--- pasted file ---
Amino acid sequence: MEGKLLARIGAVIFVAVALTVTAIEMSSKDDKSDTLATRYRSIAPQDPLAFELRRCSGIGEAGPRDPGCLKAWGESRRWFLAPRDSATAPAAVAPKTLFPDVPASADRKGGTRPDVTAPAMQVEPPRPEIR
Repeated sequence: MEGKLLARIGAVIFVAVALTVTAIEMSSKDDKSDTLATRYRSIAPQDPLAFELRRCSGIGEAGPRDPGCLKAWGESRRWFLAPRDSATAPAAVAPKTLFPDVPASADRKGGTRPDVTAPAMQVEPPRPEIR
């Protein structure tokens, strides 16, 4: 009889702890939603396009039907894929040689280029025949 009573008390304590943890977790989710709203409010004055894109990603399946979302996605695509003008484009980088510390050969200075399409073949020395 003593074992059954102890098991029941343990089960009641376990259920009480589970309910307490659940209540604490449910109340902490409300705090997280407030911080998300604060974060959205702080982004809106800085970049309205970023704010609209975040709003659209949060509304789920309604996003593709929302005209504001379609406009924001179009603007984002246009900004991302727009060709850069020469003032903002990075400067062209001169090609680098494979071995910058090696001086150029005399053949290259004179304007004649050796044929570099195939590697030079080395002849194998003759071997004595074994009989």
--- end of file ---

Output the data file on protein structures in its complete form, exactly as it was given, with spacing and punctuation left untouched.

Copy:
Amino acid sequence: MEGKLLARIGAVIFVAVALTVTAIEMSSKDDKSDTLATRYRSIAPQDPLAFELRRCSGIGEAGPRDPGCLKAWGESRRWFLAPRDSATAPAAVAPKTLFPDVPASADRKGGTRPDVTAPAMQVEPPRPEIR
Repeated sequence: MEGKLLARIGAVIFVAVALTVTAIEMSSKDDKSDTLATRYRSIAPQDPLAFELRRCSGIGEAGPRDPGCLKAWGESRRWFLAPRDSATAPAAVAPKTLFPDVPASADRKGGTRPDVTAPAMQVEPPRPEIR
């Protein structure tokens, strides 16, 4: 009889702890939603396009039907894929040689280029025949 009573008390304590943890977790989710709203409010004055894109990603399946979302996605695509003008484009980088510390050969200075399409073949020395 003593074992059954102890098991029941343990089960009641376990259920009480589970309910307490659940209540604490449910109340902490409300705090997280407030911080998300604060974060959205702080982004809106800085970049309205970023704010609209975040709003659209949060509304789920309604996003593709929302005209504001379609406009924001179009603007984002246009900004991302727009060709850069020469003032903002990075400067062209001169090609680098494979071995910058090696001086150029005399053949290259004179304007004649050796044929570099195939590697030079080395002849194998003759071997004595074994009989």